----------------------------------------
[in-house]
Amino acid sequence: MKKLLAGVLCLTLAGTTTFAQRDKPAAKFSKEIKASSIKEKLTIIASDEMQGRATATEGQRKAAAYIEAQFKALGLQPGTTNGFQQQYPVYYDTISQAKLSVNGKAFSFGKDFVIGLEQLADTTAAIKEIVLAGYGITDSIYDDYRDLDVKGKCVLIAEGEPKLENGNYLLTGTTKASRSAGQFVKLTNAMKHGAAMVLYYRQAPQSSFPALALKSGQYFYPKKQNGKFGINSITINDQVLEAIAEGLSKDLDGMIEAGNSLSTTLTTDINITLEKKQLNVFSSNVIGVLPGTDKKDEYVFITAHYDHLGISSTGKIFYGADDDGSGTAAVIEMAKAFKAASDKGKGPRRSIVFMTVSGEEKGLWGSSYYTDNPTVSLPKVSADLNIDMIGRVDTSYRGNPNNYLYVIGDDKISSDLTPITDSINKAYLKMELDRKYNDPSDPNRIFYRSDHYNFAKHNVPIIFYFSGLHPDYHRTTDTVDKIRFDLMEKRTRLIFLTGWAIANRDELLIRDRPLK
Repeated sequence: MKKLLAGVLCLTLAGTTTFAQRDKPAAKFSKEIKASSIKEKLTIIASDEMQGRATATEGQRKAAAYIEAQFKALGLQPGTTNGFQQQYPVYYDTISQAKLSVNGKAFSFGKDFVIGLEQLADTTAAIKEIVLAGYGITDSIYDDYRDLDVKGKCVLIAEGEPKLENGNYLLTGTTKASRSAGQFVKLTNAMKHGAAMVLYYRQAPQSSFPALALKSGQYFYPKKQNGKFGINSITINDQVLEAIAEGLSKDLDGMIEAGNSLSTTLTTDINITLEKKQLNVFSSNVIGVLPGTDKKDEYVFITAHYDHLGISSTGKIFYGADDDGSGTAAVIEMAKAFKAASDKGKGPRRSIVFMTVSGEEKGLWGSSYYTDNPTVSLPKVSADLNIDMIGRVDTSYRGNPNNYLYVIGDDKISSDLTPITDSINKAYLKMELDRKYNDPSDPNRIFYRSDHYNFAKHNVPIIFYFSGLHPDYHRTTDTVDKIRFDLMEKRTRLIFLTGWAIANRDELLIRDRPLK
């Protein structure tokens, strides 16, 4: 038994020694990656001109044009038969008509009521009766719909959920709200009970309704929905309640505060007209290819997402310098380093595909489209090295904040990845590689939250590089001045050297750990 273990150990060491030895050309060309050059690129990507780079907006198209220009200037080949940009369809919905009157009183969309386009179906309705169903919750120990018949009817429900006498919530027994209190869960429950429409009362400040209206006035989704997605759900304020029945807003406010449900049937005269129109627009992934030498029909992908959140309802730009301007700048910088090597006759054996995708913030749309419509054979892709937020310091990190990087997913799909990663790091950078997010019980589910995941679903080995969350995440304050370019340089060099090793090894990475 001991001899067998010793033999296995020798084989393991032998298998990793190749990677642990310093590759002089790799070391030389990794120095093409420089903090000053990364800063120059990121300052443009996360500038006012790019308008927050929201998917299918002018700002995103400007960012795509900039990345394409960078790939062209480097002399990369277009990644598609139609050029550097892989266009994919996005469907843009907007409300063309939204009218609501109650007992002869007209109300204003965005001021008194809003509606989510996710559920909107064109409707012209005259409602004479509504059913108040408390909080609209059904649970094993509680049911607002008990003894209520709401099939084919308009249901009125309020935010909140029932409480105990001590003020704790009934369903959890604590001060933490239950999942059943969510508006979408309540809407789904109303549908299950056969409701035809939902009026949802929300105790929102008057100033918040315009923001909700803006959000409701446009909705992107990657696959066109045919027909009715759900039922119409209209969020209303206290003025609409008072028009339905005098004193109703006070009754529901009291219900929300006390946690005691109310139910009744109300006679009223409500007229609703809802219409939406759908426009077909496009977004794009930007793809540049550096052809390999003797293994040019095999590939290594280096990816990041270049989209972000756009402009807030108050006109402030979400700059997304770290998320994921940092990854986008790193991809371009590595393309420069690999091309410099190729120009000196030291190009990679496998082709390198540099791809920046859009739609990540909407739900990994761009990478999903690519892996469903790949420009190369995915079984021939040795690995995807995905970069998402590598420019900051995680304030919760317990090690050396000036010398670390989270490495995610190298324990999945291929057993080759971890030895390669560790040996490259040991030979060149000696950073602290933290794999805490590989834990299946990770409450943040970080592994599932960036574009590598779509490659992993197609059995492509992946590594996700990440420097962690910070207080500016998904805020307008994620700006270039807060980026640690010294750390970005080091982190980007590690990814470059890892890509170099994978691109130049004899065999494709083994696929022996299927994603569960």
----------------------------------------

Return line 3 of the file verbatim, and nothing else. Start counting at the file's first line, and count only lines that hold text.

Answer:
Repeated sequence: MKKLLAGVLCLTLAGTTTFAQRDKPAAKFSKEIKASSIKEKLTIIASDEMQGRATATEGQRKAAAYIEAQFKALGLQPGTTNGFQQQYPVYYDTISQAKLSVNGKAFSFGKDFVIGLEQLADTTAAIKEIVLAGYGITDSIYDDYRDLDVKGKCVLIAEGEPKLENGNYLLTGTTKASRSAGQFVKLTNAMKHGAAMVLYYRQAPQSSFPALALKSGQYFYPKKQNGKFGINSITINDQVLEAIAEGLSKDLDGMIEAGNSLSTTLTTDINITLEKKQLNVFSSNVIGVLPGTDKKDEYVFITAHYDHLGISSTGKIFYGADDDGSGTAAVIEMAKAFKAASDKGKGPRRSIVFMTVSGEEKGLWGSSYYTDNPTVSLPKVSADLNIDMIGRVDTSYRGNPNNYLYVIGDDKISSDLTPITDSINKAYLKMELDRKYNDPSDPNRIFYRSDHYNFAKHNVPIIFYFSGLHPDYHRTTDTVDKIRFDLMEKRTRLIFLTGWAIANRDELLIRDRPLK